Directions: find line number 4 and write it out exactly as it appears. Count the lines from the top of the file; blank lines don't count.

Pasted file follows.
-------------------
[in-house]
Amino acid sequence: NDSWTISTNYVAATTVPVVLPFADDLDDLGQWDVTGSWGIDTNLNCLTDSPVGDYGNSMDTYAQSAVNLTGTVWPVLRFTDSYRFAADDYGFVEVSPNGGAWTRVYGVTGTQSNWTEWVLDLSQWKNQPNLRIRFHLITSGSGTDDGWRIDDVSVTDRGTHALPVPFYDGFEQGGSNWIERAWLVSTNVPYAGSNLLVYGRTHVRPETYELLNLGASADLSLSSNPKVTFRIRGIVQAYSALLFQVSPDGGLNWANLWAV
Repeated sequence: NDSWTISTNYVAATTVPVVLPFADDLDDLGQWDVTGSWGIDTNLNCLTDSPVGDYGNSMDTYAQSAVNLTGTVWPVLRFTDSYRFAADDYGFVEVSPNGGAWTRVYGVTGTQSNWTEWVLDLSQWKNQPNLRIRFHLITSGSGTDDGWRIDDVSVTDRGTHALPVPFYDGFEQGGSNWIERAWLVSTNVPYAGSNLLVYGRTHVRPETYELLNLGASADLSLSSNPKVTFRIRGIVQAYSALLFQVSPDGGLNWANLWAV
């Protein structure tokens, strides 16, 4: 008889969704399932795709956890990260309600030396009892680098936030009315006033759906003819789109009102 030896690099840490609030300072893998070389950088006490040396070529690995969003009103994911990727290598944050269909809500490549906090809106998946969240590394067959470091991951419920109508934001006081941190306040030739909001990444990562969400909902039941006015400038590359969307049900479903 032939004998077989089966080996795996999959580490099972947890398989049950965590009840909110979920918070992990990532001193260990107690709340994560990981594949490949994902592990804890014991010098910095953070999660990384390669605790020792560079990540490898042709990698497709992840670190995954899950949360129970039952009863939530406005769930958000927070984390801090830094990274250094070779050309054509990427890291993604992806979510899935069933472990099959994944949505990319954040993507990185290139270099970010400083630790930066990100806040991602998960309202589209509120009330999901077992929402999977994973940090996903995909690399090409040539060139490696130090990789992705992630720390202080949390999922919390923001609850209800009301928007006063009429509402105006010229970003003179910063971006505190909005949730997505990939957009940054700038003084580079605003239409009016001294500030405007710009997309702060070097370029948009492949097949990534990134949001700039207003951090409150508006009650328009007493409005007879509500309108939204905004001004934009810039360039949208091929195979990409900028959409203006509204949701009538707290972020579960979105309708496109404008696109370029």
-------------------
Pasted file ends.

């Protein structure tokens, strides 16, 4: 008889969704399932795709956890990260309600030396009892680098936030009315006033759906003819789109009102 030896690099840490609030300072893998070389950088006490040396070529690995969003009103994911990727290598944050269909809500490549906090809106998946969240590394067959470091991951419920109508934001006081941190306040030739909001990444990562969400909902039941006015400038590359969307049900479903 032939004998077989089966080996795996999959580490099972947890398989049950965590009840909110979920918070992990990532001193260990107690709340994560990981594949490949994902592990804890014991010098910095953070999660990384390669605790020792560079990540490898042709990698497709992840670190995954899950949360129970039952009863939530406005769930958000927070984390801090830094990274250094070779050309054509990427890291993604992806979510899935069933472990099959994944949505990319954040993507990185290139270099970010400083630790930066990100806040991602998960309202589209509120009330999901077992929402999977994973940090996903995909690399090409040539060139490696130090990789992705992630720390202080949390999922919390923001609850209800009301928007006063009429509402105006010229970003003179910063971006505190909005949730997505990939957009940054700038003084580079605003239409009016001294500030405007710009997309702060070097370029948009492949097949990534990134949001700039207003951090409150508006009650328009007493409005007879509500309108939204905004001004934009810039360039949208091929195979990409900028959409203006509204949701009538707290972020579960979105309708496109404008696109370029």